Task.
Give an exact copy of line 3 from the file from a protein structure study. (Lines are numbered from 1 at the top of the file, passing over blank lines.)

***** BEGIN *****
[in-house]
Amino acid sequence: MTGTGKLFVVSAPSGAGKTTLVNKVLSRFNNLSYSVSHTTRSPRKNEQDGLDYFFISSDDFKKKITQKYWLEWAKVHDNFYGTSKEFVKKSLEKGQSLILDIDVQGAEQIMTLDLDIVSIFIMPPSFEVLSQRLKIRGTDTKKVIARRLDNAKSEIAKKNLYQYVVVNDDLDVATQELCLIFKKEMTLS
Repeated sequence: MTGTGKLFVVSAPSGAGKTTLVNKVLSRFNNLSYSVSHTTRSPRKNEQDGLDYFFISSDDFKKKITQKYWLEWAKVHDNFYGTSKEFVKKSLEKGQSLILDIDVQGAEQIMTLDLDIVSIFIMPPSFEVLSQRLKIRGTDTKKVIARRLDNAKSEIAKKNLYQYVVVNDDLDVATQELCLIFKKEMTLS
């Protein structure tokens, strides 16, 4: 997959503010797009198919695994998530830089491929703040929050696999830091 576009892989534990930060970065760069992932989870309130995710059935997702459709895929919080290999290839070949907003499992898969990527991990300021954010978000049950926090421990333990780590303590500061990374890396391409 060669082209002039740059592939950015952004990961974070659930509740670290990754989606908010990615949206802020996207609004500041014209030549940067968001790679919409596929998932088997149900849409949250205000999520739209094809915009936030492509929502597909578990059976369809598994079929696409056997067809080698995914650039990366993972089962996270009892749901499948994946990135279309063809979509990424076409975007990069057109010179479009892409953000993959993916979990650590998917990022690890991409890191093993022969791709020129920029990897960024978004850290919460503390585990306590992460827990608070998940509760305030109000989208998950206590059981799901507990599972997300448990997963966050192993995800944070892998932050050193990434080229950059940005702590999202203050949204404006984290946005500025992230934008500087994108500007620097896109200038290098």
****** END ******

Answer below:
Repeated sequence: MTGTGKLFVVSAPSGAGKTTLVNKVLSRFNNLSYSVSHTTRSPRKNEQDGLDYFFISSDDFKKKITQKYWLEWAKVHDNFYGTSKEFVKKSLEKGQSLILDIDVQGAEQIMTLDLDIVSIFIMPPSFEVLSQRLKIRGTDTKKVIARRLDNAKSEIAKKNLYQYVVVNDDLDVATQELCLIFKKEMTLS